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10/29/2021

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job hunting

I think the issue is that many schools (rightly) discourage holding onto this kind of potentially-sensitive student work. If you write on printed papers, you'd have returned them already. If you use an LMS, you might not have access to them anymore. And so on. If you didn't know far in advance that you might need something like this some day, you should probably have already acted on a prima facie reason to destroy or delete it as soon as you can.

I'd agree that it's a reasonable request as such, but because it's not a typical request, I think it might be asking for something that not every applicant can reasonably supply. For example, suppose an applicant has spent the last year finishing a dissertation, and hasn't been teaching. The most recent work of this sort would be from over a year ago, and it would have been reasonable (perhaps even required) to have destroyed the teacher's copy by this point.

anon

I'm not an ethicist, so I don't have a fancy theoretically grounded answer here, but I'm someone who thinks this sounds wrong. Shouldn't the students get to decide how their work gets used? Shouldn't they expect their work to remain mostly private? Anonymizing the work stops people from associating the work with a name, but it still doesn't resolve the problem of not having their consent and the problem of making something more public that should have been more private.

Students at my institution expect me to see their work, they expect TAs so see their work, they expect the relevant plagiarism review committees to see the work if I judge that they should review the paper, and so on. They expect that if they ask for a regrade from me and they dispute my call then the chair of the department might see their work for the second regrade. I mention all this to flag that they do reasonably expect more people than just me to see their work, if necessary. But I think this use of their work goes very far beyond their reasonable expectations.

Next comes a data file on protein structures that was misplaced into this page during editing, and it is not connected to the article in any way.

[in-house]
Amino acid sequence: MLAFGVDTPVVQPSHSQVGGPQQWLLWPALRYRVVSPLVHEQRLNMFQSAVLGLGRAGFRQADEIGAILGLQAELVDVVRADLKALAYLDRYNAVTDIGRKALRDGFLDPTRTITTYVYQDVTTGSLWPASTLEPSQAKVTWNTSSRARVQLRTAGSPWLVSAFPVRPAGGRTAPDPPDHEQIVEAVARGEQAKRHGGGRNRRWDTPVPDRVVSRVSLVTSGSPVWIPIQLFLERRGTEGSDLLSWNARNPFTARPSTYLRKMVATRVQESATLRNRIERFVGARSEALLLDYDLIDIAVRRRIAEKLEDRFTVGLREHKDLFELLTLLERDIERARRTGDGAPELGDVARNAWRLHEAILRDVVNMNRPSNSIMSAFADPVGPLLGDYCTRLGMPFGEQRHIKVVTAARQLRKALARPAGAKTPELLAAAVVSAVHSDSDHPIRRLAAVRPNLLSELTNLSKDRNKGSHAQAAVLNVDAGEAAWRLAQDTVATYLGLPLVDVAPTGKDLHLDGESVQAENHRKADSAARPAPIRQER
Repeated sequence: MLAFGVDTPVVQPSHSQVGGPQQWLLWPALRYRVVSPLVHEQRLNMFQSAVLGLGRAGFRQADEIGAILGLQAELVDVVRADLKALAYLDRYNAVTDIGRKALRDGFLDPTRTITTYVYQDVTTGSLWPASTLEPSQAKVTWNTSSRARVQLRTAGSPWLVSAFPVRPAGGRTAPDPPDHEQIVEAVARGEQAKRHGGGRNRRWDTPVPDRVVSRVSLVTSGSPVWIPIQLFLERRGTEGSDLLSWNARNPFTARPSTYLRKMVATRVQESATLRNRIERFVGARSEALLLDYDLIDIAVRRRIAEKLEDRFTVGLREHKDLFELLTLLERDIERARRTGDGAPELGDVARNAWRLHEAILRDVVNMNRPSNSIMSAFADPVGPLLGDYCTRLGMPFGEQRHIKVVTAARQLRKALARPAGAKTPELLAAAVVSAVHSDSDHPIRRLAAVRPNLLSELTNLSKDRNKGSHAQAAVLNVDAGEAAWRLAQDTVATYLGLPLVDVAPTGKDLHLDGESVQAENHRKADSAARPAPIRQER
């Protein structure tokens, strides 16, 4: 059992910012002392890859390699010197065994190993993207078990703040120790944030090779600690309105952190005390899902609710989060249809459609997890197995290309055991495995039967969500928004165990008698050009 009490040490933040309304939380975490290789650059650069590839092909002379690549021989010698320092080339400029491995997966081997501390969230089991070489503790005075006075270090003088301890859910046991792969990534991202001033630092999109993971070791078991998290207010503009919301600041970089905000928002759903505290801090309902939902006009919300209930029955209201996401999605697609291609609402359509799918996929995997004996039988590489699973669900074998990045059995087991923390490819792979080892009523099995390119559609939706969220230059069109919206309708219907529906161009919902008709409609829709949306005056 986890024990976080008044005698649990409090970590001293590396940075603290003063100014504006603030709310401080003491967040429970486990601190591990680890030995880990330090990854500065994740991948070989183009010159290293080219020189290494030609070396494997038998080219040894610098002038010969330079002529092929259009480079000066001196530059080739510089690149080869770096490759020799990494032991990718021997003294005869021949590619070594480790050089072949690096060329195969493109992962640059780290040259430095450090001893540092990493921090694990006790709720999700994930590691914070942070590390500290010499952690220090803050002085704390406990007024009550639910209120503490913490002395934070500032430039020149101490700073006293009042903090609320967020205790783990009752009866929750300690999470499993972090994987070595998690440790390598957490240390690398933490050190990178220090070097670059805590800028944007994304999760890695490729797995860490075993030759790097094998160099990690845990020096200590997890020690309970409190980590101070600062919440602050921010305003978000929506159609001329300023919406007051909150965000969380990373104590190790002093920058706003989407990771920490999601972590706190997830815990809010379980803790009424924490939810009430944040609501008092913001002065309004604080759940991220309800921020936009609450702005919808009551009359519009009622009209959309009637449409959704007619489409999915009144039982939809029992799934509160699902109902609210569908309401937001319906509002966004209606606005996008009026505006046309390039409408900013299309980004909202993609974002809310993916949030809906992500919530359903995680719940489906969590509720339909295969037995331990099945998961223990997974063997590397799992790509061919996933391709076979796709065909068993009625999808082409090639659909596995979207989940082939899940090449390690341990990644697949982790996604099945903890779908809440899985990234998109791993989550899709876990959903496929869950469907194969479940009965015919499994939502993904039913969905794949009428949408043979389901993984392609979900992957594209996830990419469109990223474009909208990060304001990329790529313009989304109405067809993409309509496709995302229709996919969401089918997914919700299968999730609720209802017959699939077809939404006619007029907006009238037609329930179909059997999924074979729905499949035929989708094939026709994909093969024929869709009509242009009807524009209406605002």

I guess you can resolve my concerns through reaching out to students and finding some willing volunteers, and this is where I think the ask starts to involve extra work for candidates, which committees ought to avoid. If they are really teaching focused and really care about this, then maybe they could have their shortlisted candidates reach out to their students about this.

anon 2

With the caveat that I'm based in the UK, and the situation might be different, my understanding is that this would not be possible without the permission of the relevant student.

Here is why I think this: I wanted to provide anonymised student essays as examples of how to write essays within one of my classes a few years ago. I was told that due to various privacy laws, this could only happen if the student that wrote the essay agreed. Anonymisation of the essay did not matter in this regard (though the student might ask for this as a condition of their agreeing). I can't see that this case would be any different.